Screenplays and scripts differ from books where the picture is already painted by what people see.
Therefore, you should lose most of the long descriptive texts and focus more on telling your story through the characters’ actions.
4. Use subtext and more descriptive language
Not everything has to be spoken.
Watch TV and you’ll see that half of the story is conveyed in hidden glances and body language.
Subtext is powerful and it’s the underlying meaning of what your characters say and do.
Plus, remember, what they say shouldn’t always be exactly what they mean!
Descriptive language can help bring your characters and their motivations to life and make your story more real, and deeply immersive.
5. Learn how to write dialogue until you’re seriously good
Good dialogue is where you can separate yourself from the thousands of other writers out there. Put simply, it’s the hardest writing skill to master, so if you do then you’ll stand out from the crowd.
Your characters’ dialogue should show off their flaws (which every character needs), plus their personalities, desires, and even their political motivations.
However, it’s too simple to say ‘write good dialogue’ when in reality it’s far more complex.
So, what should you pay special attention to?
How to write good dialogue.
- Make it as natural as possible: Humans don’t speak like drones (yet!). Good dialogue should sound like something that a real person would say in a given situation. Avoid making your characters sound too formal or stilted.
- Reveal character: People aren’t 2D characters. Very rarely will you have someone who is all good, or all bad – there has to be nuance there. Your characters’ dialogue should reveal their personalities, desires, flaws and secret motivations.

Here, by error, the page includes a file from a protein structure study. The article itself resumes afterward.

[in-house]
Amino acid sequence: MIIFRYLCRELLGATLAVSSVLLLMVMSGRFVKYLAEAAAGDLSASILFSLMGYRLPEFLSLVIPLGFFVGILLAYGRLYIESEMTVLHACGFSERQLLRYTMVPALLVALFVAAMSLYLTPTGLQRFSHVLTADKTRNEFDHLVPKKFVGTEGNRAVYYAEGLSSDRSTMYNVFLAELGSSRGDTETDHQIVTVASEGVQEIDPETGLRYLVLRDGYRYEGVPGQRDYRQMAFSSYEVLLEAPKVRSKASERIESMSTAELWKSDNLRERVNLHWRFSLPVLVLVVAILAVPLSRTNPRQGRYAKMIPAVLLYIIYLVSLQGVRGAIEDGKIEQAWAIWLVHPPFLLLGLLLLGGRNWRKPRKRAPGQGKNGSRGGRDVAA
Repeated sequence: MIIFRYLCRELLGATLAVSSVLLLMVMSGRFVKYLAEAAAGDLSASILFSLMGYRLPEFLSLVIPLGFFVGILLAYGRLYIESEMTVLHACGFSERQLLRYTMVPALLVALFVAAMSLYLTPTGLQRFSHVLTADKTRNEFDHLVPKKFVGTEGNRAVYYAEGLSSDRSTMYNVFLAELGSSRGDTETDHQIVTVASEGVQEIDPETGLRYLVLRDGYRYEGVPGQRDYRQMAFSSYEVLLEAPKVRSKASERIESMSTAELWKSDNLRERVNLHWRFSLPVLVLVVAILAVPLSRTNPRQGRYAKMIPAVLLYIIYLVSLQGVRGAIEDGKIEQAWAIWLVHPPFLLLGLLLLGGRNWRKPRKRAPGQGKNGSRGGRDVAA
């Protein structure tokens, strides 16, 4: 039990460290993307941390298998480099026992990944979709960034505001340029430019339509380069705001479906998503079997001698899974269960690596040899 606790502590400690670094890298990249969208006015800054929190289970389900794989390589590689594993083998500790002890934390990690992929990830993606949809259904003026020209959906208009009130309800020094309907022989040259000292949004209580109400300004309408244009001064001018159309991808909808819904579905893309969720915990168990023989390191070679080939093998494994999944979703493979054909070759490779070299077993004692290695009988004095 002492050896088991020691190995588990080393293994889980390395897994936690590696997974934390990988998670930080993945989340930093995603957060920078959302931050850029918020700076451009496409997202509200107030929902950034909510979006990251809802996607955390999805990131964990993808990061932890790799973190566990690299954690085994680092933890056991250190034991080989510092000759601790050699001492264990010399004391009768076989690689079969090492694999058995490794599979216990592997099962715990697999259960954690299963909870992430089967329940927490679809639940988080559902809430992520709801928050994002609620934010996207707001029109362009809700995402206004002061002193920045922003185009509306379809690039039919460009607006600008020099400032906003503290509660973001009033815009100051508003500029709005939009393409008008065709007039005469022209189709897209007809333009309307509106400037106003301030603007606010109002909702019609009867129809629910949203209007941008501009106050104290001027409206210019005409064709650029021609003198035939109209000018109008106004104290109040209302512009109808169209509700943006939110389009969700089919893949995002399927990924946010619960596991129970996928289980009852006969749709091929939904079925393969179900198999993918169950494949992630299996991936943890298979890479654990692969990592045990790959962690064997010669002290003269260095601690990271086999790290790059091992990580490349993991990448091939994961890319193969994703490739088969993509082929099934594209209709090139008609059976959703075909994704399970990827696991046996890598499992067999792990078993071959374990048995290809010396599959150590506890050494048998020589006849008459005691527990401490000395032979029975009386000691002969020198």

- Avoid too much exposition: Expository dialogue might sound smooth, but it is dialogue that is used to explain something to the reader, rather than advancing the plot or revealing character Therefore it can slow down the pace and be distracting.
- Use distinct voices and traits: Give each of your characters a uniquely distinct voice to help them stand out. It’ll make them far more memorable.
- Keep it snappy: People tend to speak in short, stilted sentences, often interrupting and going off on tangents. Avoid long, rambling speeches that are ‘too smooth’ and can lose the reader’s interest by sounding forced and cliched.
- Use body language and action: They say about 70% of communication is non-verbal. Your characters’ body language and actions can speak louder than their words, especially if it’s done with subtlety. Use these elements to add depth and meaning to your dialogue.
- Write for the screen, not a book. Long, tiring paragraphs won’t translate to a screenplay that engages people.
A screenplay is a visual medium, so it’s crucial to write in a way that takes advantage of that and allows the audience to be drawn into visualising the story.
Use visual elements to help navigate through the plot.
6. Avoid cliches (I wish this was easy)
Perhaps the hardest part of writing is knowing what to leave out, not what to include.
Even in writing this article I can feel myself gravitating towards words and phrases I’ve used or read 100s of times, but it doesn’t cut through to the reader and makes things seem thin and dull.
Put simply, cliches are drastically overused and can make your story feel boring – which is the worst thing it can be.
Try to find fresh, original ways to tell your story by coming up with unusual metaphors, actions, entrances, character decisions and dialogue.